the human dimensions of managing recreationists
the economic importance of outdoor recreation
how wildlife and recreationists might be able to coexist
The book is a useful synthesis of what is known concerning wildlife and recreation. More important, it addresses both research needs and management options to minimize conflicts.
Wildlife-Habitat Relationships goes beyond introductory wildlife biology texts to provide wildlife professionals and students with an understanding of the importance of habitat relationships in studying and managing wildlife. The book offers a unique synthesis and critical evaluation of data, methods, and studies, along with specific guidance on how to conduct rigorous studies. Now in its third edition, Wildlife-Habitat Relationships combines basic field zoology and natural history, evolutionary biology, ecological theory, and quantitative tools in explaining ecological processes and their influence on wildlife and habitats. Also included is a glossary of terms that every wildlife professional should know. Michael L. Morrison is professor and Caesar Kleberg Chair in Wildlife Ecology and Conservation in the Department of Wildlife and Fisheries Sciences at Texas A&M University in College Station. Bruce G. Marcot is wildlife ecologist with the USDA Forest Service in Portland, Oregon. R. William Mannan is professor of wildlife ecology at the University of Arizona in Tucson.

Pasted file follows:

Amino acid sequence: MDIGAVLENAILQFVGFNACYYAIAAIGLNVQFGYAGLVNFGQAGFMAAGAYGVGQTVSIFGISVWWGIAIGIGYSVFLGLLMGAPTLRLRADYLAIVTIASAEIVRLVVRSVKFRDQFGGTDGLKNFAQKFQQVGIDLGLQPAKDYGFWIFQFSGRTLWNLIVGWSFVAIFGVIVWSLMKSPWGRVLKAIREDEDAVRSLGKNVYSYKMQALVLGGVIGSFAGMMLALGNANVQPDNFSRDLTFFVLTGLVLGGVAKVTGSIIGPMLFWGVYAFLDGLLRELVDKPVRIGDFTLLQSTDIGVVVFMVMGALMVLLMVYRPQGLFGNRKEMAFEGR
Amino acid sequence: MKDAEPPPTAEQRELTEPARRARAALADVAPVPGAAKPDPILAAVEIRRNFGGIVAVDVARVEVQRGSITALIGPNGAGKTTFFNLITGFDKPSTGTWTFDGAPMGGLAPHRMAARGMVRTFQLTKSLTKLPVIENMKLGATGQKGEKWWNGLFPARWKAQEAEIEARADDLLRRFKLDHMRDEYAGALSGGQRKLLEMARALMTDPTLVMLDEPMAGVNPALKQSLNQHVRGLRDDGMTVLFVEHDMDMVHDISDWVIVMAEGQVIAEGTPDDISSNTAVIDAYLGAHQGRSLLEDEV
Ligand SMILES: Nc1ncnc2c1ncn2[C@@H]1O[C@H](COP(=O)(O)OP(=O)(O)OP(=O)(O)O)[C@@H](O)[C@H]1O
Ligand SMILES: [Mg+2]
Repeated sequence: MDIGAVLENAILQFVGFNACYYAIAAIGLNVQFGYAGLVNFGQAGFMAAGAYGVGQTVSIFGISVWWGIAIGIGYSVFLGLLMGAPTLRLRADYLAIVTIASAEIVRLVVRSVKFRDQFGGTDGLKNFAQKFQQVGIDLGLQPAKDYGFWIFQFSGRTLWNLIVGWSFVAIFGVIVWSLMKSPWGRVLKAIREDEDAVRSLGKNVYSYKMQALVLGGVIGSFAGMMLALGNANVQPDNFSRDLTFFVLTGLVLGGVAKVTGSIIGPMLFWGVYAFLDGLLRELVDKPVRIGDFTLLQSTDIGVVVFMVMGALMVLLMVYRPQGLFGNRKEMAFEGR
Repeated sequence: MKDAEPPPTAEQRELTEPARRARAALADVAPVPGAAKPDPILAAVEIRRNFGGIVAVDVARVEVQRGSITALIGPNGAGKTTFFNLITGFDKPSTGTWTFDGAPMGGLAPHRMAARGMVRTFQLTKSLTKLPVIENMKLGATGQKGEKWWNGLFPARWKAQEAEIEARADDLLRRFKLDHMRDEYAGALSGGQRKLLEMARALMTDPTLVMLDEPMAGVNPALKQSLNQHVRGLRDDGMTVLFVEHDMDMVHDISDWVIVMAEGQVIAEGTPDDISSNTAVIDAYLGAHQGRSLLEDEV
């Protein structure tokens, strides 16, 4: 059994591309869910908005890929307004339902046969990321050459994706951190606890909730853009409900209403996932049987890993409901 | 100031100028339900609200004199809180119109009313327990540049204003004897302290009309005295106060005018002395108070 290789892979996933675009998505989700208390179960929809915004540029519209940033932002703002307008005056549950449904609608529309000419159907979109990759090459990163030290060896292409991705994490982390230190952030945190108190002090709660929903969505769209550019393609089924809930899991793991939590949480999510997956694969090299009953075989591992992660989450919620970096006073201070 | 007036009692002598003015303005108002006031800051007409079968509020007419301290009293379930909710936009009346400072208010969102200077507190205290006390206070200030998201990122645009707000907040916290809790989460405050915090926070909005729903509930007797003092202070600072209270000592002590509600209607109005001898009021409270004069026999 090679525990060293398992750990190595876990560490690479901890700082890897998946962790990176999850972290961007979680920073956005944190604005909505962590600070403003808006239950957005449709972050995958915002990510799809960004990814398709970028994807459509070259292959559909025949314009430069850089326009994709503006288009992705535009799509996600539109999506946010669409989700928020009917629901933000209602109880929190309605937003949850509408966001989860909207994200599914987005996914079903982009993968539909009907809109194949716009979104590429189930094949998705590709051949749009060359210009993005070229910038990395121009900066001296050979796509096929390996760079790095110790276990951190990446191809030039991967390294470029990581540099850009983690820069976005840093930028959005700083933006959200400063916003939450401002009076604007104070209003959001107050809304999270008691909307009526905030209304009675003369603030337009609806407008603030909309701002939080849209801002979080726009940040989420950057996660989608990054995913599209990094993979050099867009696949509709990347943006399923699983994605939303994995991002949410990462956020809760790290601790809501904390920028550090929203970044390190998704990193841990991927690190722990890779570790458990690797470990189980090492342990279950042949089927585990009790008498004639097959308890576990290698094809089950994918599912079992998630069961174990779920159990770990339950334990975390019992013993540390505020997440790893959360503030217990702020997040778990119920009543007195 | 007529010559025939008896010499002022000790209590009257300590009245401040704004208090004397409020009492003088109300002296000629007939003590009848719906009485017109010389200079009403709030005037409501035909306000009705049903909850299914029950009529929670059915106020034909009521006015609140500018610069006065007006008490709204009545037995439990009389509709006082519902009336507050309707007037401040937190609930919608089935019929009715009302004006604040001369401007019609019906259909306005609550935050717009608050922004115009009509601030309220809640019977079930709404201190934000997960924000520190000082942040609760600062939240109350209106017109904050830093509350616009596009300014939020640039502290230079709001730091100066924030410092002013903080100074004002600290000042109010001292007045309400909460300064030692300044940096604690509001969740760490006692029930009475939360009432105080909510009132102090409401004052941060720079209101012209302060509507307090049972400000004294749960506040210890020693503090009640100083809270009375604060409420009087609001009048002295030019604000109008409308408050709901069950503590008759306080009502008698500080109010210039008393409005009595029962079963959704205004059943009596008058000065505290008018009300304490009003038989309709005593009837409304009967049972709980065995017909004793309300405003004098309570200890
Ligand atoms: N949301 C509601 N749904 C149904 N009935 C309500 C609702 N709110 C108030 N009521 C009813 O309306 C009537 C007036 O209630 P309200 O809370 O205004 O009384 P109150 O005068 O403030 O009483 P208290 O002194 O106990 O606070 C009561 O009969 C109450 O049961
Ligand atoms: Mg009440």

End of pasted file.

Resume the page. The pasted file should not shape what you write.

The world's first national park is constantly changing. How we understand and respond to recent events putting species under stress will determine the future of ecosystems millions of years in the making. Marshaling expertise from over 30 contributors, Yellowstone's Wildlife in Transition examines three primary challenges to the park's ecology.
This photographic atlas, developed over twenty years of teaching in the field, expedites the work of the zooarchaeologist by integrating both osteology and wildlife ecology into a single volume. Zooarchaeology, the study of animal remains found at archaeological sites, is interdisciplinary in nature, requiring students and researchers to not only master the technical skills of identifying fragmentary bones and teeth but also to develop a deep understanding of the taxonomy, natural history, behavior, and ecology of the species identified. Until now, these topics have always been treated separately. This book is the only field guide and laboratory manual to combine animal ecology and natural history with the detailed osteology of all the vertebrate classes (fishes, amphibians, birds, and mammals) and all the primary orders native to western North America. Skeletal images are shown at a variety of magnifications and views and are accompanied by photographs of the animals in their characteristic habitats.